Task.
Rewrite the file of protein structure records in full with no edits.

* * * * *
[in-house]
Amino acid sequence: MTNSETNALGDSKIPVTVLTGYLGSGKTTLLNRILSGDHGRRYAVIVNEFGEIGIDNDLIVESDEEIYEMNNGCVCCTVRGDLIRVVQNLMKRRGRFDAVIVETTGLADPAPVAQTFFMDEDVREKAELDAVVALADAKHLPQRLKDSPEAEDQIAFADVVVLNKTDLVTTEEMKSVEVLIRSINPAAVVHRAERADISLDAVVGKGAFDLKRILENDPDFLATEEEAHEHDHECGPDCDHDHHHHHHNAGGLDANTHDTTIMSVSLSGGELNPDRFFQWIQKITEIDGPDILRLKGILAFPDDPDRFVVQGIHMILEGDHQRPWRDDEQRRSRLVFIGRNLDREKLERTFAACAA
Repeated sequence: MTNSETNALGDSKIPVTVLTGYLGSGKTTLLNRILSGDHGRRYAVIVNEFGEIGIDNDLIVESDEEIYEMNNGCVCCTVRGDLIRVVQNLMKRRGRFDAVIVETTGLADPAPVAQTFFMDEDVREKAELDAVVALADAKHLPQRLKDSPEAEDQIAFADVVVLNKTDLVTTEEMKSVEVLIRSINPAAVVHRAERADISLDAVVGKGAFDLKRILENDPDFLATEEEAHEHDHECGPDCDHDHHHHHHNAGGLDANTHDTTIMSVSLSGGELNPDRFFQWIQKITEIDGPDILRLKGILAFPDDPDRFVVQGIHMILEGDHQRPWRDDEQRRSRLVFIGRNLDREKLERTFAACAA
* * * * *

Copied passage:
[in-house]
Amino acid sequence: MTNSETNALGDSKIPVTVLTGYLGSGKTTLLNRILSGDHGRRYAVIVNEFGEIGIDNDLIVESDEEIYEMNNGCVCCTVRGDLIRVVQNLMKRRGRFDAVIVETTGLADPAPVAQTFFMDEDVREKAELDAVVALADAKHLPQRLKDSPEAEDQIAFADVVVLNKTDLVTTEEMKSVEVLIRSINPAAVVHRAERADISLDAVVGKGAFDLKRILENDPDFLATEEEAHEHDHECGPDCDHDHHHHHHNAGGLDANTHDTTIMSVSLSGGELNPDRFFQWIQKITEIDGPDILRLKGILAFPDDPDRFVVQGIHMILEGDHQRPWRDDEQRRSRLVFIGRNLDREKLERTFAACAA
Repeated sequence: MTNSETNALGDSKIPVTVLTGYLGSGKTTLLNRILSGDHGRRYAVIVNEFGEIGIDNDLIVESDEEIYEMNNGCVCCTVRGDLIRVVQNLMKRRGRFDAVIVETTGLADPAPVAQTFFMDEDVREKAELDAVVALADAKHLPQRLKDSPEAEDQIAFADVVVLNKTDLVTTEEMKSVEVLIRSINPAAVVHRAERADISLDAVVGKGAFDLKRILENDPDFLATEEEAHEHDHECGPDCDHDHHHHHHNAGGLDANTHDTTIMSVSLSGGELNPDRFFQWIQKITEIDGPDILRLKGILAFPDDPDRFVVQGIHMILEGDHQRPWRDDEQRRSRLVFIGRNLDREKLERTFAACAA